In Malaysia, Java and Bali, coconut comes second only to rice in its ubiquity and centrality to both sweet and savoury food. Even the goats—we came across this one near a beach in Terrangganu, eyeing up a coconut shake—seem to like it.
Young, green coconuts—often described as jelly coconuts—are simply sawed open, the watery, gently sweet liquid drunk through a straw. In the process of maturation, the flesh shifts from being gelatinous and quite bland to a meaty, sweet richness. The flesh can then be turned into milk (made by grating the flesh either on a board of nails or with a threshing-like machine, then pressing it, adding warm water and repeating) or oil (a more involved process which requires long, gentle cooking of the milk, then spooning off and refining the liquid fat which rises to the top), or simply grated, to be used as is, toasted or dry-fried.
I can’t say that the oil was particularly distinctive as a cooking fat, though the less processed oil (used in a particularly tasty meal served, of all places, at a “lifestyle cafe” in the Kuala Lumpur airport’s Low Cost Terminal), did have a certain clean sweetness . The milk, however, drew together all sorts of complex tastes and textures—as coconut rice (nasi lemak),anchoring and giving its name to a popular Malay breakfast spread of chicken curry, fried peanuts, crisp anchovy-like fish, hard-boiled egg, cucumber and a spicy, tomato-based sauce (sambal); in tempering the pungent sourness of curried fish soup (Nyonya laksa, also sometimes known as curry laksa or laksa lemak); and as a relatively neutral medium to float sweet noodles, crushed ice, syrups and gelatinous shapes in cendol and ice kacang.
Coconut also features prominently in desserts that more closely resembled their European counterparts. The best we came across were moreish tarts from Leong Chee Kee, a small bakery owned by the same family for two generations. Justifiably popular, the tarts’ double-crusted pastry are impossibly flaky, the coconut flavour intense, and the overall result not too sweet. Impressively tinged green with pandan leaf, but perhaps less exciting in the mouth, were the thin crepe-like pancakes sold across Bali, filled with a palm sugar caramel and fresh coconut flakes.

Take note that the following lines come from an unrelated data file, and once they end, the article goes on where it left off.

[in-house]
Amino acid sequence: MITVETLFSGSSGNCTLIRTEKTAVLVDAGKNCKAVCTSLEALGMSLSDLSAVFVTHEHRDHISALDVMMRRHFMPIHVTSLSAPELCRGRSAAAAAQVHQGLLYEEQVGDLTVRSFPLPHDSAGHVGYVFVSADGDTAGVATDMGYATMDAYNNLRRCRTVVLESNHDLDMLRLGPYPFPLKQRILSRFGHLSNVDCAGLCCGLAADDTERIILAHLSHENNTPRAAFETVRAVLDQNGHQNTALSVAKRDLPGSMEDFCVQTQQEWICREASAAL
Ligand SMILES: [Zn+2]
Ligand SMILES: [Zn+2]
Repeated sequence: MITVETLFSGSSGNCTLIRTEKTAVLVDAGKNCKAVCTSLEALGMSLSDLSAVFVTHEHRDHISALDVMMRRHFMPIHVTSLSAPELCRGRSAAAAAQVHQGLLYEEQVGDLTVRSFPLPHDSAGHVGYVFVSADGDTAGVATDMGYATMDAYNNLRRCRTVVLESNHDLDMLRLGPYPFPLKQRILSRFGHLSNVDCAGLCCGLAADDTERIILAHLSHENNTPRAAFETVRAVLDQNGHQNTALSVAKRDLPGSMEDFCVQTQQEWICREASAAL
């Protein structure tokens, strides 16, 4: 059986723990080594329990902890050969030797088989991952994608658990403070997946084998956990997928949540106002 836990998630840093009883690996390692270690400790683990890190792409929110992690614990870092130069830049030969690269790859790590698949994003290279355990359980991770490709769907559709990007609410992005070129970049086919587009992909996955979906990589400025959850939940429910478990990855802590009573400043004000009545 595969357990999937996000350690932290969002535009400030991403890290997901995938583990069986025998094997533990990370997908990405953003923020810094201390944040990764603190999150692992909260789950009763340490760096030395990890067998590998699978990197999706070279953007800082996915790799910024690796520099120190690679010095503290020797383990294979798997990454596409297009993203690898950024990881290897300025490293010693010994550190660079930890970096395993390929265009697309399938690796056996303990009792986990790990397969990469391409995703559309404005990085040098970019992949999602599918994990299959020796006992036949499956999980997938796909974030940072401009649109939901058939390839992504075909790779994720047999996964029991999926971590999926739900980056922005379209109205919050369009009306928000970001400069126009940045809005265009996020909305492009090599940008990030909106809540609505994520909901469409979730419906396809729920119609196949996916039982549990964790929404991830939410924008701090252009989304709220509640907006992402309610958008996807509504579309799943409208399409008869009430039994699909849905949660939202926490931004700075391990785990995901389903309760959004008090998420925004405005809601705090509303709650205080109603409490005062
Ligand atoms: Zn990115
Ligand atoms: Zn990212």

A new discovery in Indonesia was the abundant use of grated coconut, sometimes fresh, other times toasted, in cooked vegetable salads. These invariably contained long green beans, chilli, lime, sugar, often also spinach or water spinach and young, just-sprouted mung beans, and were sold under the name of urap sayur (coconut vegetables).
Back in London, I found a Madhur Jaffrey recipe for something named Gudangan which seemed a simpler approximation of what I had eaten. (Some versions also use a fresh spice paste.) Without the energy to bash open the fresh coconuts which are abundant at local Caribbean shops, I settled for rehydrating unsweetened, desiccated coconut. And though Jaffrey’s recipe also called for cauliflower and mung bean sprouts, I stuck to the green beans already in the fridge.
The result was, even without the banana leaf as serving plate, plastic stool and relentless heat, highly enjoyable. And with only six ingredients, it stands a better chance than other vacation favourites of making it onto our table on a regular basis.
Green bean salad with coconut and chili dressing
Adapted from Madhur Jaffrey’s World Vegetarian
Serves 2 amply
Total time: 75 minutes; Active time: 15 minutes
I like this slightly warm or at room temperature, but it can also be prepared a bit in advance and chilled.
1 fresh red chili
1 garlic clove
2-3 tsp lime juice
Scant 4 tbsp unsweetened, desiccated coconut
1 tsp palm sugar (use dark brown sugar or jaggery if this is unavailable)
2 large handfuls of green beans (should be about 1 package or farmers’ market container)
Rehydrate coconut in a bowl with just over 3 tbsp hot water. It should take from 45 minutes to one hour to fully absorb the liquid and become soft.
While the coconut is rehydrating, chop the chilli finely (removing seeds if desired). Mince the garlic. Add both to a mixing bowl and squeeze over lime juice. Add palm sugar. (If it’s hard to get out of the container, try microwaving it for 5-10 seconds or using a spoon dipped in boiling water.) Mix to combine.
Cut beans into 1 ½ inch lengths. Bring a pot of salted water to a boil and add beans. Cook until just tender—approximately 4 minutes. Drain in cold water to arrest cooking and leave to cool.
Add the coconut to the dressing and mix through. Add the beans and combine. Taste for balance, adding salt and pepper and adjusting the acidity and sweetness.